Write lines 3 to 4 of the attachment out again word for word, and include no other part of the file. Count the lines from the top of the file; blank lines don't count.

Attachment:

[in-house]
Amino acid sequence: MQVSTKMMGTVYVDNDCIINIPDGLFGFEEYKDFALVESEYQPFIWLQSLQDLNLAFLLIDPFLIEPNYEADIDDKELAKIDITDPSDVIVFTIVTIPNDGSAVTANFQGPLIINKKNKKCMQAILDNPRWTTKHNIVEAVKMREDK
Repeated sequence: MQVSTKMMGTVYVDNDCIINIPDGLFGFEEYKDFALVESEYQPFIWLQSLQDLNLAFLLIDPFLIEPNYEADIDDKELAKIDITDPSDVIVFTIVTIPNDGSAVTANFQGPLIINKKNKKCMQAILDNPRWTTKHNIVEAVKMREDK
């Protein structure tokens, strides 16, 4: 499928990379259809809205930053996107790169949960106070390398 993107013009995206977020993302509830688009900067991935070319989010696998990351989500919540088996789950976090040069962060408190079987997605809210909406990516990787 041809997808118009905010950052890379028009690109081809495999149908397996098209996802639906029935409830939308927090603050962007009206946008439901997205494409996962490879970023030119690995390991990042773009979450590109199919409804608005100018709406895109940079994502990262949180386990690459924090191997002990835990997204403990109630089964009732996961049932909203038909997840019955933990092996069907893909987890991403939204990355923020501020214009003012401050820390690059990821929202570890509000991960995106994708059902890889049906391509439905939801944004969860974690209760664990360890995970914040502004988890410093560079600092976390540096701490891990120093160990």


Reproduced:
Repeated sequence: MQVSTKMMGTVYVDNDCIINIPDGLFGFEEYKDFALVESEYQPFIWLQSLQDLNLAFLLIDPFLIEPNYEADIDDKELAKIDITDPSDVIVFTIVTIPNDGSAVTANFQGPLIINKKNKKCMQAILDNPRWTTKHNIVEAVKMREDK
């Protein structure tokens, strides 16, 4: 499928990379259809809205930053996107790169949960106070390398 993107013009995206977020993302509830688009900067991935070319989010696998990351989500919540088996789950976090040069962060408190079987997605809210909406990516990787 041809997808118009905010950052890379028009690109081809495999149908397996098209996802639906029935409830939308927090603050962007009206946008439901997205494409996962490879970023030119690995390991990042773009979450590109199919409804608005100018709406895109940079994502990262949180386990690459924090191997002990835990997204403990109630089964009732996961049932909203038909997840019955933990092996069907893909987890991403939204990355923020501020214009003012401050820390690059990821929202570890509000991960995106994708059902890889049906391509439905939801944004969860974690209760664990360890995970914040502004988890410093560079600092976390540096701490891990120093160990």